A dummy can be a very useful aid for most parents to help to relax their baby or toddler.
By the time a child is two, a dummy should be limited and totally stopped by the age of four according to leading dental health experts even with an orthodontic dummy.
If the child hasn’t stopped on their own initiative the parent should intervene before the age of four with the support of nursery.
The British Dental Health Foundation confirmed long term use of a dummy prevents teeth from growing and developing properly and can increase the risk of ear infections.
Don’t use the dummy to keep a toddler quiet, children need to learn how to express themselves and hope to cope with different emotions without a dummy.
Does the dummy affect the child’s speech?
Some children love to act more grown-up and copy older children so may give up their dummy more easily.
When the time is right, discuss with the family how to tackle the situation together. Establish a time limit for the child so they can only use their dummy at certain times of the day such as only at home not nursery.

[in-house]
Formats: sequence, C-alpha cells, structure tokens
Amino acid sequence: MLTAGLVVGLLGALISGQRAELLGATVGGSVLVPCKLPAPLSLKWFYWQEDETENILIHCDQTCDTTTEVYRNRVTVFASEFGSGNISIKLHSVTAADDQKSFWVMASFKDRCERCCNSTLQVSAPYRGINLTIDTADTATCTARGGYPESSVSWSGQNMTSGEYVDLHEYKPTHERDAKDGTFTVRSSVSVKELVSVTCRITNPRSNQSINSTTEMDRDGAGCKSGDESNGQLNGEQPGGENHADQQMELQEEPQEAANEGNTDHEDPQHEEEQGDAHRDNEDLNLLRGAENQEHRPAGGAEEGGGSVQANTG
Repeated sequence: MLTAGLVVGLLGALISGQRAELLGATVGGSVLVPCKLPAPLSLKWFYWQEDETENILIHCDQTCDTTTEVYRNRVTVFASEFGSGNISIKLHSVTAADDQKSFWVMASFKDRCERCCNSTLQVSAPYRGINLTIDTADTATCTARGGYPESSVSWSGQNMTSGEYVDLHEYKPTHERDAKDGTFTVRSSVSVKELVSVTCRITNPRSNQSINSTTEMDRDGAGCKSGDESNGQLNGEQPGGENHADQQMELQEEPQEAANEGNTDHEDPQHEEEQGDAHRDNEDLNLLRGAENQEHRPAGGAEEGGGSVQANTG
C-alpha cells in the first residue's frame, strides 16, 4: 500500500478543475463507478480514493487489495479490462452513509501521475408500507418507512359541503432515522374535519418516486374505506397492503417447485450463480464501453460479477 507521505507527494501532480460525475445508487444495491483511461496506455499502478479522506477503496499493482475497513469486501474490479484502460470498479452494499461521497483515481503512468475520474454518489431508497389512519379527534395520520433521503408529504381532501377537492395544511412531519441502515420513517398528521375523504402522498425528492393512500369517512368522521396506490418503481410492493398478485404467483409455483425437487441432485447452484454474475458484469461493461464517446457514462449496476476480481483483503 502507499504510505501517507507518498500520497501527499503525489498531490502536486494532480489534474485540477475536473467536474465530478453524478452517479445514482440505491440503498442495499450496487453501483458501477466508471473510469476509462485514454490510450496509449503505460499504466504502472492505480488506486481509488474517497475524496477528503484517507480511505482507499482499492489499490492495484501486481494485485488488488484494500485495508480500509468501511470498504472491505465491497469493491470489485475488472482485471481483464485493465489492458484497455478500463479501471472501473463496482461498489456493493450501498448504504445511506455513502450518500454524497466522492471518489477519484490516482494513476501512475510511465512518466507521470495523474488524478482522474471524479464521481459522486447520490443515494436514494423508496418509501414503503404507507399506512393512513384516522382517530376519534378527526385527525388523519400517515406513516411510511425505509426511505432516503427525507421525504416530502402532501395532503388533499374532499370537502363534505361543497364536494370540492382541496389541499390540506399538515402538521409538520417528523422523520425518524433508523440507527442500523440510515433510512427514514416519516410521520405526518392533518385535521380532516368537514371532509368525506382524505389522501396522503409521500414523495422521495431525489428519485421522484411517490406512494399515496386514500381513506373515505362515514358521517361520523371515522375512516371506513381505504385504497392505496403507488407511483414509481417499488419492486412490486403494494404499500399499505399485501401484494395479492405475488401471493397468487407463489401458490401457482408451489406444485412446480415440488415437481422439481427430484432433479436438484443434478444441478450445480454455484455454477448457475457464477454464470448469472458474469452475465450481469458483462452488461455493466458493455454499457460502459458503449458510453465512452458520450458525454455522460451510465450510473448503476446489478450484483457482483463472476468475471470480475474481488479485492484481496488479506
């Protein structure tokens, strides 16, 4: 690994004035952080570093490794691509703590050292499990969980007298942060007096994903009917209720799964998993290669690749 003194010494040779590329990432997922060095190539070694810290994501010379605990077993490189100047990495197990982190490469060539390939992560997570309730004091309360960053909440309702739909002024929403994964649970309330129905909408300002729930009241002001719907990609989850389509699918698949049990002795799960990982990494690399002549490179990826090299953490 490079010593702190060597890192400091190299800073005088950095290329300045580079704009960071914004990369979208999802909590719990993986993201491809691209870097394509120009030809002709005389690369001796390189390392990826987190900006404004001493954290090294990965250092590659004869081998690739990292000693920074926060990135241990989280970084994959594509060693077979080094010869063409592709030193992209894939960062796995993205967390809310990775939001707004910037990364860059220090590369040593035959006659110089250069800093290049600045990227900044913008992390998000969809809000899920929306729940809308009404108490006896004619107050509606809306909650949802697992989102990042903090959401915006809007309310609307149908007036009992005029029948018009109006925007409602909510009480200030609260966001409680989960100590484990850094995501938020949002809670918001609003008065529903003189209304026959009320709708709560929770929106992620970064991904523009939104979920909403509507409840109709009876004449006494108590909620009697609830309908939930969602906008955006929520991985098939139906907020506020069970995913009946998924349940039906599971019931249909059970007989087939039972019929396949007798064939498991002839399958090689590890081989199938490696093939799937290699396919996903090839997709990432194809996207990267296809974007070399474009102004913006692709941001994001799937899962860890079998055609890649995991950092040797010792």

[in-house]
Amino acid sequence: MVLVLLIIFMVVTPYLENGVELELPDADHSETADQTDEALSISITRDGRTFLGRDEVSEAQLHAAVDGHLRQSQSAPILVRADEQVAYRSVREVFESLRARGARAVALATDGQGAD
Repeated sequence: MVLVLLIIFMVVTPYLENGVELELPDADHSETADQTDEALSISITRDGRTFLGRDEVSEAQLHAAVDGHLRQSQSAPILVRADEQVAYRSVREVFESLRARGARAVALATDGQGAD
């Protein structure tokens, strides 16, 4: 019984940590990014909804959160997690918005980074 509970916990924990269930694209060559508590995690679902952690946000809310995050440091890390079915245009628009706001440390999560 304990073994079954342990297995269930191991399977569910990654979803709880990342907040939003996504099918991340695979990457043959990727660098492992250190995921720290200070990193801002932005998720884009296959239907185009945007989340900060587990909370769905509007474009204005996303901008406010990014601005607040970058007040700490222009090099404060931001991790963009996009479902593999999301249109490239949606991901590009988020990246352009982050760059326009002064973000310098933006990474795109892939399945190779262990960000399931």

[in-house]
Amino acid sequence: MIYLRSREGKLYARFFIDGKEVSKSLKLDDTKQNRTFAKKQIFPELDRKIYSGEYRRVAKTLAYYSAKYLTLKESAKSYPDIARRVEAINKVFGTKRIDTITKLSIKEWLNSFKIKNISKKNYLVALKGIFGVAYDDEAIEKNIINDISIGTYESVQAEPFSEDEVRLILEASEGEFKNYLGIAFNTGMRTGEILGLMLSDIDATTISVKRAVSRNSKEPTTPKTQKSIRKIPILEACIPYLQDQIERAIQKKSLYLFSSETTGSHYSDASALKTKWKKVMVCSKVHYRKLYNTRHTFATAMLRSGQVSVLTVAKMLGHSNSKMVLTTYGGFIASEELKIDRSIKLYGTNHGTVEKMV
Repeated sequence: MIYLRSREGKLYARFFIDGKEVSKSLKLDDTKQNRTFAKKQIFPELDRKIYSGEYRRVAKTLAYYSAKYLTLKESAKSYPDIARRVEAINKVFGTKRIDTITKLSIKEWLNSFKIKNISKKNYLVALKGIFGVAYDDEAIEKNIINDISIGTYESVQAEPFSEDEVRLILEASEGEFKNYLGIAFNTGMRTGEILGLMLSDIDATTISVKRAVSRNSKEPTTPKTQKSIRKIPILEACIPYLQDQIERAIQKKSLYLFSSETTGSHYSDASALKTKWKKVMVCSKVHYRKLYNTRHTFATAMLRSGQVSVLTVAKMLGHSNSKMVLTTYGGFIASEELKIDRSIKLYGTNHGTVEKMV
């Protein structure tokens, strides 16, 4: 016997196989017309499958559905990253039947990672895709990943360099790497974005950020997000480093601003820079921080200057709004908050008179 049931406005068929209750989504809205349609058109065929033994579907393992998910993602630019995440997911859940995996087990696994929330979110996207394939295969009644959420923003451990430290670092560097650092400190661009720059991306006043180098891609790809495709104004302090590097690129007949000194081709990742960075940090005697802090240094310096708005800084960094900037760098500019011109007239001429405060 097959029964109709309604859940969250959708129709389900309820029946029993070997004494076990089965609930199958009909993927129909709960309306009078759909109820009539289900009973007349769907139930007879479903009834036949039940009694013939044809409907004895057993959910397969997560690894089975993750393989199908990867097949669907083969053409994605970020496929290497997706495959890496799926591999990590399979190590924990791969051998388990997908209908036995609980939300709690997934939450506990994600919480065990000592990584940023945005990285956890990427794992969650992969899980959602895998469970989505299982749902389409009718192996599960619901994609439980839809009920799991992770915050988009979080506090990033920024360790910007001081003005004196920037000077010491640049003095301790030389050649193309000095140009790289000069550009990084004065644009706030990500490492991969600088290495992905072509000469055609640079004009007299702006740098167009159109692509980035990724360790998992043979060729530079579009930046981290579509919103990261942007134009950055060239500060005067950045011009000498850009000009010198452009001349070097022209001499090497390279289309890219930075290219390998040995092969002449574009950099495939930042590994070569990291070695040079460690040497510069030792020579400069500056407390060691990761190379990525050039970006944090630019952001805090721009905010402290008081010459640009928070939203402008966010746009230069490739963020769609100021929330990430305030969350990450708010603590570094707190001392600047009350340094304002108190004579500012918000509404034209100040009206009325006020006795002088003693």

Provide extra comfort for the child as they learn to cope without it. Keeping the child engaged in fun immersive activities will help a child who might be feeling insecure or upset. Activities such as painting and play dough are a great way to express themselves.
Keep their mouth busy with singing songs and asking lots of questions. Don’t nag or pressurize them into giving it up too early let them take their time.
Offer a reward for giving it up such as sticker chart and most importantly work in conjunction with parents as it’s hard for them too to watch their child growing up fast.